Today's case, Espenscheid v. DirectSat USA, LLC (7th Cir. 2012) is a little tricky, procedurally. Three plaintiffs filed an FLSA class action (and collective action) against DirectSat USA, LLC. The Northern District of Illinois originally certified a class, but then decertified it, at which point the plaintiffs each settled on an individual basis.

Now, here's the tricky part. Having settled the case, they appealed the decertification.

But wait, you ask. How could they do that? They settled their claims!

The plaintiffs' response: the settlement agreement reserved their right to appeal. Of course, they would still face a standing problem. Since their claims had been settled, they no longer had a stake in the case. So how did they justify their standing?

By pointing to a provision in the settlement agreement that said that they would seek incentive awards if the class were certified.

As Judge Posner describes the incentive awards in his opinion:

It is true that class actions are almost always the brainchild of lawyers who specialize in bringing such actions. But they still have to find someone who is a member of the prospective class to agree to be named as plaintiff, because a suit cannot be brought without a plaintiff. And a class action plaintiff assumes a risk; should the suit fail, he may find himself liable for the defendant's costs or even, if the suit is held to have been frivolous, for the defendant's attorneys' fees. The incentive reward is designed to compensate him for bearing these risk, as well as for as any time he spent sitting for depositions and otherwise participating in the litigation as any plaintiff must do. The plaintiff's duties are not onerous and the risk of incurring liability is small; a defendant is unlikely to seek a judgment against an individual of modest means (and how often are wealthy people the named plaintiffs in class action suits?). The incentive award therefore usually is modest--the median award is only $4,000 per class representative.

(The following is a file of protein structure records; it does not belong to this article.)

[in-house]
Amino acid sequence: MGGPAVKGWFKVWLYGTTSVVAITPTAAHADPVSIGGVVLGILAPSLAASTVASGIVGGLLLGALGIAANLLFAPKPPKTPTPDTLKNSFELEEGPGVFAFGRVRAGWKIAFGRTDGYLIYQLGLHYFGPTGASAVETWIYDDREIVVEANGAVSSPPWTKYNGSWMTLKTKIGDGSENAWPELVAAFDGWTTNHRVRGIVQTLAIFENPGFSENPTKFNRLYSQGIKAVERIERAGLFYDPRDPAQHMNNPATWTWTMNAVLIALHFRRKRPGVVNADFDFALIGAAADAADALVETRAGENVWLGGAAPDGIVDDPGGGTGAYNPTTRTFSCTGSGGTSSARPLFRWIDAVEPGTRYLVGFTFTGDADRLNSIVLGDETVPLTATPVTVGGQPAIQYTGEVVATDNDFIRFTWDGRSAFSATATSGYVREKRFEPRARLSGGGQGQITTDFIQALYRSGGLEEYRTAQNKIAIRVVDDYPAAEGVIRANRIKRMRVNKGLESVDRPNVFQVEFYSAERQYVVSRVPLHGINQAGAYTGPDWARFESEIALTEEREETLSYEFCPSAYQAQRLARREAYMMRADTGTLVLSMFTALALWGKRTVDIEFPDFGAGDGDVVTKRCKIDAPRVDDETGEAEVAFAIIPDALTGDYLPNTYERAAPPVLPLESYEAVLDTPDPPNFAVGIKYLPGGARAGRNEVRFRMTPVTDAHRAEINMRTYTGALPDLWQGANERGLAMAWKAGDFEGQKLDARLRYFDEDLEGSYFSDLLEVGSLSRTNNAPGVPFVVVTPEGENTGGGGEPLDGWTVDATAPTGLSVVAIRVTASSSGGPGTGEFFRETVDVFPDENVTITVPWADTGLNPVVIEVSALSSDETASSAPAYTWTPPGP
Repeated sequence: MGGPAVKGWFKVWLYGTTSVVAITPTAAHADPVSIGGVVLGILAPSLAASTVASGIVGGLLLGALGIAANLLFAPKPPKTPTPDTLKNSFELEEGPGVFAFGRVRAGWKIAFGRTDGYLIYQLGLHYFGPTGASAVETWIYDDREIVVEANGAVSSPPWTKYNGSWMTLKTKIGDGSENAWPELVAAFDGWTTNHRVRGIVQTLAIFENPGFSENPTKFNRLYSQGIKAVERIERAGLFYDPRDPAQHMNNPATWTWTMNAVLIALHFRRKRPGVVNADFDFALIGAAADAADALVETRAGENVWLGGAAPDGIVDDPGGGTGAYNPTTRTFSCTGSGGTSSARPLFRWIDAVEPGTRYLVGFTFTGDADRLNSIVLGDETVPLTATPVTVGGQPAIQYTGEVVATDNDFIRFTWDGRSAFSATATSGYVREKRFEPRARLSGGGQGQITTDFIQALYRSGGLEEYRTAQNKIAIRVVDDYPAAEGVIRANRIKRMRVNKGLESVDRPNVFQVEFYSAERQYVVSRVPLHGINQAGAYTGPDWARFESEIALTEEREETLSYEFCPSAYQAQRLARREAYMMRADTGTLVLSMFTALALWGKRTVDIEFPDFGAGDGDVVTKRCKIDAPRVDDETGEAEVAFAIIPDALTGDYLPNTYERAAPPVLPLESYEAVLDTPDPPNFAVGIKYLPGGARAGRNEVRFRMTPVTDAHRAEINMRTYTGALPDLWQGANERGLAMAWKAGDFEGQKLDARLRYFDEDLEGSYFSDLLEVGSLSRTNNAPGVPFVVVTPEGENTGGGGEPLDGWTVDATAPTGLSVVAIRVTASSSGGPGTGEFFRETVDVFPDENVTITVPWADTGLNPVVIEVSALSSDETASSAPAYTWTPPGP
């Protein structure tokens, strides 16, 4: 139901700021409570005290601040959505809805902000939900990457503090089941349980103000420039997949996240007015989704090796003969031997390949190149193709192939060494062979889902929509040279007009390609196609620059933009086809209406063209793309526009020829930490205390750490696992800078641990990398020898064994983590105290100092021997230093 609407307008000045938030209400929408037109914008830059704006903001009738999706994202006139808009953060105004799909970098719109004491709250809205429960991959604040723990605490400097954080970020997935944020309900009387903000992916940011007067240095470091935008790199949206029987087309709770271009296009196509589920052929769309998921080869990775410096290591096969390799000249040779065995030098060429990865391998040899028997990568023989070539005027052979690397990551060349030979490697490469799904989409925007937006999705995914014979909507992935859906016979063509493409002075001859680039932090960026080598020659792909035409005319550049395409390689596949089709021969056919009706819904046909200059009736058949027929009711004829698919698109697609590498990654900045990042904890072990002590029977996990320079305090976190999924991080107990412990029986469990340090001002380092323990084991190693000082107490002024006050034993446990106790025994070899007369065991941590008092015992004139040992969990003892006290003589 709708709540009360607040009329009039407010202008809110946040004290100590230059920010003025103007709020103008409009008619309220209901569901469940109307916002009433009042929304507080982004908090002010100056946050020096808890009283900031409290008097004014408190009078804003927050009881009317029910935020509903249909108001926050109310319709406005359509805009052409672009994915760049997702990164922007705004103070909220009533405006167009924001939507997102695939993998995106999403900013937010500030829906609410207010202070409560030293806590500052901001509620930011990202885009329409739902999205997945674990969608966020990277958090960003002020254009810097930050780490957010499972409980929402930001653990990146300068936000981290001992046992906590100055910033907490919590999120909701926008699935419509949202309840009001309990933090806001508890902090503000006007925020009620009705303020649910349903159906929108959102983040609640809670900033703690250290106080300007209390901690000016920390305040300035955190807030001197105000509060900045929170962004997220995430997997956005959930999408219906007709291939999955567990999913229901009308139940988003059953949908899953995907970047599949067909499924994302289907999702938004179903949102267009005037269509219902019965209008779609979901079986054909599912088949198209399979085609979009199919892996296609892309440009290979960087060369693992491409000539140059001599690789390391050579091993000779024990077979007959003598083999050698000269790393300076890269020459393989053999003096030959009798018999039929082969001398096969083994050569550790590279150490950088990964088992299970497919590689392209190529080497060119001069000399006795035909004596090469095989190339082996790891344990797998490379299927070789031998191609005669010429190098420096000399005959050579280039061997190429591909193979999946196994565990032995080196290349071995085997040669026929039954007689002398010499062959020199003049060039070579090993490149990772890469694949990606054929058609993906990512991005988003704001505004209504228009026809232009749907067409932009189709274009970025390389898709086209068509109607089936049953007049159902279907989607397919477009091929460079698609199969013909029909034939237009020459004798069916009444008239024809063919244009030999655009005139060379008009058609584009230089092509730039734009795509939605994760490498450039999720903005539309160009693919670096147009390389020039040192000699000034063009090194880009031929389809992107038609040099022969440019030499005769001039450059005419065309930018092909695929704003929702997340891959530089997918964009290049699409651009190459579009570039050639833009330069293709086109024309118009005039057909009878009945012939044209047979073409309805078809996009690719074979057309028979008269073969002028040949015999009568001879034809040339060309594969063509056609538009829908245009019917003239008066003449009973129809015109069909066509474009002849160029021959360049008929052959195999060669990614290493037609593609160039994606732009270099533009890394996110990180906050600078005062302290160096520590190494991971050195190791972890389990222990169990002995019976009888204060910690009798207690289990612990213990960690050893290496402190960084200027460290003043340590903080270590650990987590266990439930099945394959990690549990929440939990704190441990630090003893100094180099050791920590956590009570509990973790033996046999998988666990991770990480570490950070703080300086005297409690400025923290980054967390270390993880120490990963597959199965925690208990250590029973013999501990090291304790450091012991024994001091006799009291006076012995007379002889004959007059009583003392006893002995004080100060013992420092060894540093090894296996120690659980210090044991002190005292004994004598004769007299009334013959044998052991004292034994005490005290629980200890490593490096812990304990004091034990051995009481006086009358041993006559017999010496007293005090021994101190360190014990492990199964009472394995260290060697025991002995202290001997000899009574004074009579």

(Emphases added, internal citations omitted.) So, would that chance to receive a payment of a few thousand dollars be enough to justify the appeal? According to Judge Posner, yes:

It should have been enough. The prospect of such an award is akin to a damages payment agreed in a settlement to be contingent on the outcome of the appeal; and the prospect of such a payment, though probabilistic rather than certain, suffices to confer standing.

Of course, as he also pointed out, having standing to pursue an appeal and being an adequate representative of a class are two entirely different things.

It's true that having settled he will no longer have a stake in any damages that may be awarded to the class. And that will cast doubt on his adequacy to represent the class members, his interest in the case no longer being perfectly aligned with theirs.

In other words, since the named plaintiffs would only be in the case for their incentive awards, they would really only have an incentive to settle, and only on terms that allowed them their awards. This would align their interests with their lawyers' rather than the class's. And this is the reason why incentive awards can prove so problematic: they tend to align the interests of the named plaintiffs with their lawyers.

So what's the takeaway for defense lawyers? Make sure you check into whether the plaintiff is seeking an incentive award. (Many defense lawyers already ask this in deposition.) If they are, it may provide the basis for an argument about adequacy of representation.